Launched in 2014, PhotoSparks is a weekly feature from YourStory, with photographs that celebrate the spirit of creativity and innovation. In the earlier 670 posts, we featured an art festival, cartoon gallery. world music festival, telecom expo, millets fair, climate change expo, wildlife conference, startup festival, Diwali rangoli, and jazz festival.
The 2023 edition of the India Art Fair wraps up today at the NSIC Exhibition Grounds in New Delhi. See Part I of our coverage here, and earlier photo essays of the IAF editions from 2022 and 2020.
In partnership with BMW India, the four-day event features 71 galleries and 14 cultural institutions. It has drawn art lovers, curators and collectors from across the country and abroad.
“The India Art Fair never fails to surprise the audience with its scale and scope. Breaking away from defined canon of paintings, the fair has witnessed an increased appreciation towards mixed media installations,” says Urvi Kothari, Gallery Manager, Tao Art Gallery in a chat with YourStory.
As trends in Indian art, she points to the surge in a contemporary spin on indigenous textiles. These include small cloth potlis by Hema Shironi at Saskia Fernando, woven thread dangles in Anne Samat’s installation at Marc Straus, hand embroidery by T Venkanna at Gallery Maskara, and Avinash Veeraraghavan at GallerySKE.
“Another trend that has grabbed my attention has been the collaborative effort between art and design. Some eclectic furniture pieces have marked a statement amidst the contemporary and modern art roster,” Urvi observes.
Examples of such collaboration feature T Venkanna and Rooshad Shroff at Maskara; Vikram Studio’s collection; and Ashiesh Shah’s Naga Chair at Experimenter.
At the fair, Tao Art Gallery showcases Kolkata-based artist Viraj Khanna. “Creativity is not inborn, it’s something you work on and get better the more you try,” Viraj explains. His works represent a wide range of themes and types, including collage, embroidery, textiles, and sculptural forms created out of fiberglass.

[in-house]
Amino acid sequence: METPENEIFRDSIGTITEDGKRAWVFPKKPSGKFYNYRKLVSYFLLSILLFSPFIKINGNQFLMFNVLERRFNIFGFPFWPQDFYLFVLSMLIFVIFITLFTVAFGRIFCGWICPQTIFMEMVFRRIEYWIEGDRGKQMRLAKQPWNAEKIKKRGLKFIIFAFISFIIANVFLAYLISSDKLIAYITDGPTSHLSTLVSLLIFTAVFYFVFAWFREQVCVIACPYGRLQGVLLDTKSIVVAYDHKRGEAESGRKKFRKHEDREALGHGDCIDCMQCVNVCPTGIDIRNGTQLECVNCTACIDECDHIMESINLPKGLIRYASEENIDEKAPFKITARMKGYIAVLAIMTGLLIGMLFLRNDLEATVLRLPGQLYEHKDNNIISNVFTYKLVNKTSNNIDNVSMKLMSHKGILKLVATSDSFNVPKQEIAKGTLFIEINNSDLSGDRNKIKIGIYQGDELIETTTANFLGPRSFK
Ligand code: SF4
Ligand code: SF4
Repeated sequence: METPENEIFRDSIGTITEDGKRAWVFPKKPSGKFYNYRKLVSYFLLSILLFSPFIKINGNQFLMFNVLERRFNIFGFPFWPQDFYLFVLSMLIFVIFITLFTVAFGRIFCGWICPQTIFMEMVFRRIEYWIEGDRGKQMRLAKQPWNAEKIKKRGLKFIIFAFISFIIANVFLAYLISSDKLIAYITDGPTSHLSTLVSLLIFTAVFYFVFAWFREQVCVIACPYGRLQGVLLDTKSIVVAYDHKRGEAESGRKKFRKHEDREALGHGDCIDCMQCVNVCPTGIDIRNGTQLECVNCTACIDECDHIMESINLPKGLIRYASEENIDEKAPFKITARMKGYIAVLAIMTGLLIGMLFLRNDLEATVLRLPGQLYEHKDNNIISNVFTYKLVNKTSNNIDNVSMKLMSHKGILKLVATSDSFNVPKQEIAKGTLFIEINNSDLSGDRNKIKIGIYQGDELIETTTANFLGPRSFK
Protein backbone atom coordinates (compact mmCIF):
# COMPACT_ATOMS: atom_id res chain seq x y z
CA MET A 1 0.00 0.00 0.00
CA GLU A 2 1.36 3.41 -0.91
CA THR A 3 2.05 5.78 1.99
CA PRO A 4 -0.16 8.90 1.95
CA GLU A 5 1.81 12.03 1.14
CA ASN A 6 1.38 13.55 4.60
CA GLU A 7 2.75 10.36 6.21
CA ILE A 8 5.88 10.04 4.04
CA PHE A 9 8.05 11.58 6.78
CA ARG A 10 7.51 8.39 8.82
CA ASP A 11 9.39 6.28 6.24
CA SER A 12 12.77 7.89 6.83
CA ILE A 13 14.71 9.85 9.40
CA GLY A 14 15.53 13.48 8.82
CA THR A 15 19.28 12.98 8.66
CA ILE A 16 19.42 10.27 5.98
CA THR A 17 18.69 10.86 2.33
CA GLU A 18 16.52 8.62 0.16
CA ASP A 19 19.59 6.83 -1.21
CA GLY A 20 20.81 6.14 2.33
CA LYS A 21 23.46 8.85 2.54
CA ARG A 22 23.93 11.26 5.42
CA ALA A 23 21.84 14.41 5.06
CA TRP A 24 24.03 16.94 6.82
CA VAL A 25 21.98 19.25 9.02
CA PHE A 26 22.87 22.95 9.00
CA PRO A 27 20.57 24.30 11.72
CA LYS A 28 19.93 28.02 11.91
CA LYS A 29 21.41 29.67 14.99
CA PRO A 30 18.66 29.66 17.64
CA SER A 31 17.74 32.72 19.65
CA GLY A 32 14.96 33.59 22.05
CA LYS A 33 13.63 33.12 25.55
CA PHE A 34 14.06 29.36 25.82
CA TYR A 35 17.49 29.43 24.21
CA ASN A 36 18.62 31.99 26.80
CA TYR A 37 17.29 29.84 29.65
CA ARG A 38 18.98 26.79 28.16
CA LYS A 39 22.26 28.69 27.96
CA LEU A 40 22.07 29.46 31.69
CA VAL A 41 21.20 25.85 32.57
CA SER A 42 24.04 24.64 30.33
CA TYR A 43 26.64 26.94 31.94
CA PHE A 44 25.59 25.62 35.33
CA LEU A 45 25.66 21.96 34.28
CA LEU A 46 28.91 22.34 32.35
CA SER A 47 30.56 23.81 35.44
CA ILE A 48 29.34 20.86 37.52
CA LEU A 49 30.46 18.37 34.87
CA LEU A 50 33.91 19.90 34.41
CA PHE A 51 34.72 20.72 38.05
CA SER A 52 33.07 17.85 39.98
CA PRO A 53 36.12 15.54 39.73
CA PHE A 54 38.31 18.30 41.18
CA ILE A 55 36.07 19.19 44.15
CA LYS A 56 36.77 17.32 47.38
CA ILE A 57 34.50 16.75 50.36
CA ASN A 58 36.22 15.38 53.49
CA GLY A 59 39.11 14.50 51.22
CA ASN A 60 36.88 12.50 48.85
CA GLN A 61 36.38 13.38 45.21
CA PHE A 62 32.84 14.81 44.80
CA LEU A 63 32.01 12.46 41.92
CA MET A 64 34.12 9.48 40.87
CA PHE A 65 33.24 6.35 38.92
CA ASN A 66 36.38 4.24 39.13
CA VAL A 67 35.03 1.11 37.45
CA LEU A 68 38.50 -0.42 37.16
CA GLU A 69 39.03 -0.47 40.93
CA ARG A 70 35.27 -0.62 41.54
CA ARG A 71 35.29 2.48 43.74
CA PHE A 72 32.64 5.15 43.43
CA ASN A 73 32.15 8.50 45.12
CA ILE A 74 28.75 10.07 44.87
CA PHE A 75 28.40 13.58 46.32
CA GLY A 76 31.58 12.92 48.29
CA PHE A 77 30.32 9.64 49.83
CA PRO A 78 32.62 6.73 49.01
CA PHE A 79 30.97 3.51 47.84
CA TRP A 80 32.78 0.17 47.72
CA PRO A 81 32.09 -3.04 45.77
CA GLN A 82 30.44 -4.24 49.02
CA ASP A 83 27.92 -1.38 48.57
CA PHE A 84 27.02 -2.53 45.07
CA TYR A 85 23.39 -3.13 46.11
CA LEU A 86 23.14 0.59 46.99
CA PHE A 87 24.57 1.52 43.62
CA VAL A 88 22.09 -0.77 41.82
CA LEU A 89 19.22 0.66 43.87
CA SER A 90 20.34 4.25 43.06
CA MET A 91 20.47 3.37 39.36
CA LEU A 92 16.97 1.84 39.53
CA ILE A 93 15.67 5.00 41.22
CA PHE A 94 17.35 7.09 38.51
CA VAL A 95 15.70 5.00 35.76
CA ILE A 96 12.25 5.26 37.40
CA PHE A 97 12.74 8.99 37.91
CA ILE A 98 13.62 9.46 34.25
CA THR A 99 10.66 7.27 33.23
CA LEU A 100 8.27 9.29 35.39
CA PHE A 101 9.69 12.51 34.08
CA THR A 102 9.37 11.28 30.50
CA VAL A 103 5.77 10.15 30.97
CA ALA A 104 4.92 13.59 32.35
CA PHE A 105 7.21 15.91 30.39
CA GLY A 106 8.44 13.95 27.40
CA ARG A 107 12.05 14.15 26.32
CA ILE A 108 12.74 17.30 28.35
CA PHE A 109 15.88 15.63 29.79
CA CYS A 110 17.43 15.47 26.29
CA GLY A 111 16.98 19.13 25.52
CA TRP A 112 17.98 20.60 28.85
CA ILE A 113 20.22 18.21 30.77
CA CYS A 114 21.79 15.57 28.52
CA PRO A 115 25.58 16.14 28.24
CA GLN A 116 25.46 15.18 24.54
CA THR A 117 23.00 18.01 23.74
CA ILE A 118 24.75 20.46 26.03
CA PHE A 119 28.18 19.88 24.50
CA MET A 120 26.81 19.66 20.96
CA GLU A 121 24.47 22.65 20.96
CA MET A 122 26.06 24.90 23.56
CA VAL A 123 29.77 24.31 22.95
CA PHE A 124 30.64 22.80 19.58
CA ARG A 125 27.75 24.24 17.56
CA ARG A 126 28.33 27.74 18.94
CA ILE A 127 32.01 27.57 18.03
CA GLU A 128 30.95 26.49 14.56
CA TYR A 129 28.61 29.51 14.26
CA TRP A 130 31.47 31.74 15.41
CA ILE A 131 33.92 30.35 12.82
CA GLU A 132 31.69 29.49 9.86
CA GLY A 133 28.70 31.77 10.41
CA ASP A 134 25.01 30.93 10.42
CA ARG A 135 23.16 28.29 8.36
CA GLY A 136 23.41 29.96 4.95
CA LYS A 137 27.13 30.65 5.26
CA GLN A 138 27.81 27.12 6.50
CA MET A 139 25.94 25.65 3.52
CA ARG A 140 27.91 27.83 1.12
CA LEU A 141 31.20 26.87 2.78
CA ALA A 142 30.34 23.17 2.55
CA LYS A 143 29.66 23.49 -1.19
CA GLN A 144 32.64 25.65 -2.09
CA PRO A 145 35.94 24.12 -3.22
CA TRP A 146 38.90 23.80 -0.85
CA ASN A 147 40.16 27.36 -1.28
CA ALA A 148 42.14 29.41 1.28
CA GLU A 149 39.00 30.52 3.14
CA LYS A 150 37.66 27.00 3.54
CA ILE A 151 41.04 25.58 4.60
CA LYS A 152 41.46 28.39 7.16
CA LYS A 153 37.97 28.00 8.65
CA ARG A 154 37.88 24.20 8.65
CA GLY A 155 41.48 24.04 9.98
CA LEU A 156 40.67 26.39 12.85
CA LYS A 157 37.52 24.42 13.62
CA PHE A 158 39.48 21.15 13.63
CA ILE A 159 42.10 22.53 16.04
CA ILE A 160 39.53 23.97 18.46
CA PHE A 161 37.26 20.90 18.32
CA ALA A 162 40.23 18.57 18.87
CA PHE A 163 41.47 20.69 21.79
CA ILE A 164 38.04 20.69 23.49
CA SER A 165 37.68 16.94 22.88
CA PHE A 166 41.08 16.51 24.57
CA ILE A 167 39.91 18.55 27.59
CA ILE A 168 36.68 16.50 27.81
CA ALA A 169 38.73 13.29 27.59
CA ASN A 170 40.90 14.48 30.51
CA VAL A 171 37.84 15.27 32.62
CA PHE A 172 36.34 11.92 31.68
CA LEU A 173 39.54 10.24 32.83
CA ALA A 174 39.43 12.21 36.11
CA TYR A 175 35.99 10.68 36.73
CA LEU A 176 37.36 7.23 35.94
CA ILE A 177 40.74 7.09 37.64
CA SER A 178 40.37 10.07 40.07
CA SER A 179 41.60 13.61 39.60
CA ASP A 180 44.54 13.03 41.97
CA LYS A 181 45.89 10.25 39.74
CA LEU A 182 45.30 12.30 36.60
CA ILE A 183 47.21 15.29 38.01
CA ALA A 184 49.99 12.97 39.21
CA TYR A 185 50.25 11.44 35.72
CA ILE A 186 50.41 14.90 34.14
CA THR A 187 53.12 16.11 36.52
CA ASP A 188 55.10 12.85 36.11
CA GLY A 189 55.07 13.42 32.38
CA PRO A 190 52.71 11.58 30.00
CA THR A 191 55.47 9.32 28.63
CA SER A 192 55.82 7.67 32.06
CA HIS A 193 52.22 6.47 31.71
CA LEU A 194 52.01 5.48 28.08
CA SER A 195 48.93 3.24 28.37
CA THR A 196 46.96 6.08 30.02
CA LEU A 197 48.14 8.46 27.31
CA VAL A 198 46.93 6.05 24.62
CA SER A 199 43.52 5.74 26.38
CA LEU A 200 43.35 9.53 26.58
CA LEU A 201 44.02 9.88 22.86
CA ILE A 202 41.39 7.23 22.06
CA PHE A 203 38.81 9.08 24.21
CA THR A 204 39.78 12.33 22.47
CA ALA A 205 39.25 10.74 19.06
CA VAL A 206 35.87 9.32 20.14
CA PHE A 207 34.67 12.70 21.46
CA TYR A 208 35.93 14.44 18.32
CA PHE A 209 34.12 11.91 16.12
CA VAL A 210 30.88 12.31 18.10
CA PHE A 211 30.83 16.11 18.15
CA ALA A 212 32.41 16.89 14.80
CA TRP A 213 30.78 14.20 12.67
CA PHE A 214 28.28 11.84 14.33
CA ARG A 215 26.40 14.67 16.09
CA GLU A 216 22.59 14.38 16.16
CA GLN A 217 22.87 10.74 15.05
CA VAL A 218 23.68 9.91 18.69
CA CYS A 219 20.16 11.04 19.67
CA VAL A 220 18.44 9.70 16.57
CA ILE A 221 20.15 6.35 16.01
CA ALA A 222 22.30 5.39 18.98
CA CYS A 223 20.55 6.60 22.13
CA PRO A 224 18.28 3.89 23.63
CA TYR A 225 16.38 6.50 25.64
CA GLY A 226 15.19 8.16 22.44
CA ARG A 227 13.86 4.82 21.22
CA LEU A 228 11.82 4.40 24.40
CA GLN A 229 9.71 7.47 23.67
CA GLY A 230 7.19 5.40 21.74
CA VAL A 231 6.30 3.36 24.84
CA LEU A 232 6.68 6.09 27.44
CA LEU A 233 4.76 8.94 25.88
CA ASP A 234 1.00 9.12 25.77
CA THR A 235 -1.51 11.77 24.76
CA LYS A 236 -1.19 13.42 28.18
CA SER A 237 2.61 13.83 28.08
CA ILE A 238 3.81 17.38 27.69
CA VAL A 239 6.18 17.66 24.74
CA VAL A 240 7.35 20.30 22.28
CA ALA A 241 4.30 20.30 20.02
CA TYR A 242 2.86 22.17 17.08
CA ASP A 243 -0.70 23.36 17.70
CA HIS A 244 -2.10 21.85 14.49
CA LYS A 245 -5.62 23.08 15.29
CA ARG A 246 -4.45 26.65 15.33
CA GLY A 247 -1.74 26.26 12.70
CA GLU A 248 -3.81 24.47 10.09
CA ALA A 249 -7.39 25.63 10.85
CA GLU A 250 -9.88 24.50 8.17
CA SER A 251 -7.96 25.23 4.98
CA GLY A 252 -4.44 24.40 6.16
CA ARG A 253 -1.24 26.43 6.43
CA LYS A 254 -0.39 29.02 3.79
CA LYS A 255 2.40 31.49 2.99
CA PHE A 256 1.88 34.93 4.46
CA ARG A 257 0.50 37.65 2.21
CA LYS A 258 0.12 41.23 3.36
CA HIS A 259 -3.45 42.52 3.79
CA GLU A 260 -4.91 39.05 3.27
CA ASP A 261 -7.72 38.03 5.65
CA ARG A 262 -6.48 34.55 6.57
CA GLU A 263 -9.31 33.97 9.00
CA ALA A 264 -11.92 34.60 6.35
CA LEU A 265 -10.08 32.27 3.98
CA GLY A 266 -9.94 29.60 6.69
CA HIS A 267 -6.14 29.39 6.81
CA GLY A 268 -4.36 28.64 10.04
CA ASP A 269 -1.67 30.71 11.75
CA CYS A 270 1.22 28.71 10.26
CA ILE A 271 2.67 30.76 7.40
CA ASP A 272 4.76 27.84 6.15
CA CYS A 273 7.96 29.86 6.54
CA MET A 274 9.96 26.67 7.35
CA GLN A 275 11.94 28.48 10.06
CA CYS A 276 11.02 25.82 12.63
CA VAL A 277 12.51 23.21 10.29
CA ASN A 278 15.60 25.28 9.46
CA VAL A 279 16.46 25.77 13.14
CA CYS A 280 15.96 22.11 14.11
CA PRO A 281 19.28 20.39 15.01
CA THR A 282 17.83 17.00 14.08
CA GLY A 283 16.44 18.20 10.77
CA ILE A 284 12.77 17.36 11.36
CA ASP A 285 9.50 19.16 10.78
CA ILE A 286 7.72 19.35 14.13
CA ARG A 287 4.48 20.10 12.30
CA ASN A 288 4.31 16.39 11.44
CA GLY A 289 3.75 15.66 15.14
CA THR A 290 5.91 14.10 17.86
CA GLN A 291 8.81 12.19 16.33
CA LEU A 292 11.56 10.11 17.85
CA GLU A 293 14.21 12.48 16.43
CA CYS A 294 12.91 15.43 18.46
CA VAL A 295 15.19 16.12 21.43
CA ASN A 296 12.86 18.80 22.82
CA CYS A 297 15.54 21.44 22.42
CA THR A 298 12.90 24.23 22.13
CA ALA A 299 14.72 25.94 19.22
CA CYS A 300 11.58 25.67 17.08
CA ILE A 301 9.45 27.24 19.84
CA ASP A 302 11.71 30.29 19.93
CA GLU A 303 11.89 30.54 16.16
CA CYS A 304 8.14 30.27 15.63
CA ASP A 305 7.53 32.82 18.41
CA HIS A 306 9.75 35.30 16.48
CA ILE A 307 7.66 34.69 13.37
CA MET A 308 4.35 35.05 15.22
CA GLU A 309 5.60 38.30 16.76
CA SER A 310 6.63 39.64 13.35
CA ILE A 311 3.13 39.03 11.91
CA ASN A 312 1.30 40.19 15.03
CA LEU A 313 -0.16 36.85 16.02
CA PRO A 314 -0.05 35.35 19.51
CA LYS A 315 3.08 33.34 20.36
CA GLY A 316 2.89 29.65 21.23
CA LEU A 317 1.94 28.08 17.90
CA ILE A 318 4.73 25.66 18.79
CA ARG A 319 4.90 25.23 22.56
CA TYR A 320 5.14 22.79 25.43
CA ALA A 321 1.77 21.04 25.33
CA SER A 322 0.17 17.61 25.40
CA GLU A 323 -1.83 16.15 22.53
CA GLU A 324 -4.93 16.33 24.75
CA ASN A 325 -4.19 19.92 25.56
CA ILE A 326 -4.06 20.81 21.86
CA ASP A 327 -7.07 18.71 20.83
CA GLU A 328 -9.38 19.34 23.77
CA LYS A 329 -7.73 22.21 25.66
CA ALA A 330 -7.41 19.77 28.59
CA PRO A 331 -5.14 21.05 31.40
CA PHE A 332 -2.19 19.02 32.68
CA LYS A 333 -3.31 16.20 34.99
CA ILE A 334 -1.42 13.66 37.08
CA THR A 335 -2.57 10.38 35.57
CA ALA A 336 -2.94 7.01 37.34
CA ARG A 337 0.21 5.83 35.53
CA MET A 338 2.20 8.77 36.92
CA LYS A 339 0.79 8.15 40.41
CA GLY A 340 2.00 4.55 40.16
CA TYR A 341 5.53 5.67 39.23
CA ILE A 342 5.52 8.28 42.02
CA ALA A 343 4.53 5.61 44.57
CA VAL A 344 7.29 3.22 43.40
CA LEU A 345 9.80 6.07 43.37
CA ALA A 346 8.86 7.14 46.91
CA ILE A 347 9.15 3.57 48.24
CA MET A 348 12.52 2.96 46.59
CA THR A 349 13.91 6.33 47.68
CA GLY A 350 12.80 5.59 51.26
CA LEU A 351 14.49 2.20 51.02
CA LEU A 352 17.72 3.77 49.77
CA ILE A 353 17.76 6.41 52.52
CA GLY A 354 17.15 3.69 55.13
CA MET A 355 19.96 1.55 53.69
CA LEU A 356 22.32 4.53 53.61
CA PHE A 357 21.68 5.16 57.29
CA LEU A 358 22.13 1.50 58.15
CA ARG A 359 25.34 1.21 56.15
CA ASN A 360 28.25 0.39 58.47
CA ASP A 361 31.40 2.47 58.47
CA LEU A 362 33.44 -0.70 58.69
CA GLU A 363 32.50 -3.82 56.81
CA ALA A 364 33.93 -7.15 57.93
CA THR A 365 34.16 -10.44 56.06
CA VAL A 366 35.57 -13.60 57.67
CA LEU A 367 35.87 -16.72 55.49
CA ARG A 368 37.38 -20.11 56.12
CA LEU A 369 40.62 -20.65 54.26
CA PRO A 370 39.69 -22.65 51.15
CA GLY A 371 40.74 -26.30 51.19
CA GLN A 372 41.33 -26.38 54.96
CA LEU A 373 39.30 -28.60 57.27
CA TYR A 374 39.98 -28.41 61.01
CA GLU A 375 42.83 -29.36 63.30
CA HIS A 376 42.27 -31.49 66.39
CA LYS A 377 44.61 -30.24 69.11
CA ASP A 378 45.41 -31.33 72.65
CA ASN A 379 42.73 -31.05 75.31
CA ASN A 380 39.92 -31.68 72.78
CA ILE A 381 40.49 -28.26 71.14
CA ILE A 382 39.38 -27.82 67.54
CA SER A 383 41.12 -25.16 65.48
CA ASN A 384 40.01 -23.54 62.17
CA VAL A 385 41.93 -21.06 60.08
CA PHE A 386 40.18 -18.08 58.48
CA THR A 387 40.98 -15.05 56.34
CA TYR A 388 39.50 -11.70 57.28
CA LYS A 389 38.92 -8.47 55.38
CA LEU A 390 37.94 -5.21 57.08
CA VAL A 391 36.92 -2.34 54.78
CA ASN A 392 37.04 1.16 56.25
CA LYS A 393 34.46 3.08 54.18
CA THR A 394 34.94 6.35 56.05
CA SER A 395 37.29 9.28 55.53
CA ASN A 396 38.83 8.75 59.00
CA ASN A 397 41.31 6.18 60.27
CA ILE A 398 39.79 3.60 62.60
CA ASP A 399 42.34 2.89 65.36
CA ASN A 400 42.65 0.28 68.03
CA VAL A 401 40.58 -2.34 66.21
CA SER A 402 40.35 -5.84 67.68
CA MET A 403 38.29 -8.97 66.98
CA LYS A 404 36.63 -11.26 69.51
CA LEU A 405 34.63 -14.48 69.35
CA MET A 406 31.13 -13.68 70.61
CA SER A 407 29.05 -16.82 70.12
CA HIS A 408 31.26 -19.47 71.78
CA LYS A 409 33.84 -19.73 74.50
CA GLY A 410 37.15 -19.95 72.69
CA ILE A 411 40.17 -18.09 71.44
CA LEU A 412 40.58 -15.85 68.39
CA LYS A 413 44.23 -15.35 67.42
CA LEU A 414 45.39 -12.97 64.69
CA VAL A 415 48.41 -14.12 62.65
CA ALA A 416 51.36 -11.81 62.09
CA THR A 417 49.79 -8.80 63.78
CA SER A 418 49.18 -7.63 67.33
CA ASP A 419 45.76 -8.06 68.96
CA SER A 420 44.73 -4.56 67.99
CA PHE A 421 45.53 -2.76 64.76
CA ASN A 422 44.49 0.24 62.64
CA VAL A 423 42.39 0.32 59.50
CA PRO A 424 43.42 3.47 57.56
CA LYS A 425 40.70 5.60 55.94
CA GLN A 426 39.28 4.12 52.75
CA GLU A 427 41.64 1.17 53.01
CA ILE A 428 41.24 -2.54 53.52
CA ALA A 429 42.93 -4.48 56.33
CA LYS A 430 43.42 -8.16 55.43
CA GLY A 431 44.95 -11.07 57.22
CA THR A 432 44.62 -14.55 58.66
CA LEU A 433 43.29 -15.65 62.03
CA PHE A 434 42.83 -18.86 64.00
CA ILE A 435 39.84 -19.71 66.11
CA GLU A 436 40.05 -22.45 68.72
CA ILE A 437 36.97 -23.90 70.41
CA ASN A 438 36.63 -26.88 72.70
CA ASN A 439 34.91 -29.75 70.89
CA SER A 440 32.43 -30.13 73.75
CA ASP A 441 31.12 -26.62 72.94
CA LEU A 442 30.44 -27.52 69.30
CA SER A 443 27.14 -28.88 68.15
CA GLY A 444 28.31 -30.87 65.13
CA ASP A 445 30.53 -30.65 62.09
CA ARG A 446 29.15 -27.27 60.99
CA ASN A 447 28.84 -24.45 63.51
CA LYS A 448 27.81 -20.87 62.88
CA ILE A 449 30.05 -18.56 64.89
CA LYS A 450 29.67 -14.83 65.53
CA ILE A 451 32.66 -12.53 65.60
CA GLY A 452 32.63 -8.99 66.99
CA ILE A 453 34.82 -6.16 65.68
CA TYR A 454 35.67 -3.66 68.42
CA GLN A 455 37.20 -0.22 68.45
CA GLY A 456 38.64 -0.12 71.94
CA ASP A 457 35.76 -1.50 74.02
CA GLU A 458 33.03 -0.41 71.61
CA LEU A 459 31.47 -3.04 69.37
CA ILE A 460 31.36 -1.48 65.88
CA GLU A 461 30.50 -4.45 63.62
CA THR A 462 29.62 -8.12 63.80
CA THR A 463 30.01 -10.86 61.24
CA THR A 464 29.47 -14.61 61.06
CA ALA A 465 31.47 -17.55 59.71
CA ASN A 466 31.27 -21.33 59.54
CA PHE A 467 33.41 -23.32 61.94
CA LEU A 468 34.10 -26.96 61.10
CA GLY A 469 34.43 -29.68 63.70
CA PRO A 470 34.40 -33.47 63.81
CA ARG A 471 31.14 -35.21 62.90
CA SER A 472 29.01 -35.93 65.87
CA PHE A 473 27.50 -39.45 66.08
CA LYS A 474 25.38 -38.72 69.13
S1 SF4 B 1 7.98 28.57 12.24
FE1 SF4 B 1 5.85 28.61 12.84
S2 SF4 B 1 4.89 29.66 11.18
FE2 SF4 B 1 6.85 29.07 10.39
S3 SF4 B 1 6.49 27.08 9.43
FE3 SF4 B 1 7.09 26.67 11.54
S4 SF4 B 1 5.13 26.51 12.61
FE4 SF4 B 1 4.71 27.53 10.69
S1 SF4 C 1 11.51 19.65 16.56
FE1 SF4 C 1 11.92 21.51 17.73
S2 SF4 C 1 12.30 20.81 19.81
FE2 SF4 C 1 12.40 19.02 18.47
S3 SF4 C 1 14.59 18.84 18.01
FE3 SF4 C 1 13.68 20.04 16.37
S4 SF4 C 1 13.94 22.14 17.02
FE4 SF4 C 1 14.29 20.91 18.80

Artist: Viraj Khanna
“The curation includes a selection of his intricately hand-embroidered textile installations with a pop of colour, some barbed humour, and a hit of funk,” Urvi poetically describes.
The body of works extends a contemporary spin to hand-embroidered techniques such as aari and zardozi. “They add a social commentary on the gram-able society we live in,” Urvi jokes.
The journey for artists is often full of twists and turns, setbacks and comebacks. “I think there are no ‘mistakes’ in an artist’s creative journey. Well! There can be experimentation,” she describes.
“But each artistic creation extends to the end goal in the overall trajectory. At every step, an artist’s journey is full of key learnings. Implementing these takeaways is crucial and becomes integral for long-term growth,” Urvi affirms.
The 2023 fair represents the second post-pandemic edition. “While the world shut down and confinement within a space now sounds absurd and difficult to imagine in a post-Covid era, it was a time of reflection and deep introspection for the artist community,” she recalls.
Many artists even found solace and inspiration during the tough times. “As a result, we have witnessed some very interesting creative outputs, especially at this fair,” Urvi adds.
“This year, the India Art Fair has some landmark art installations that have genuinely grabbed my attention,” she says. In particular, she points to Raqib Shaw’s miniature paintings at KNMA, Anish Kapoor and Nikhil Chopra at Aicon, Shilpa Gupta at Vadehra Art Gallery, and Subodh Gupta at Nature Morte.
Urvi signs off: “It has been a fulfilling well-curated experience with immersive workshops and engaging talks!”
Now, what have you done today to pause in your busy schedule and find new avenues to apply your creativity?
(All photographs were taken by Madanmohan Rao on location at the fair.)
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Edited by Kanishk Singh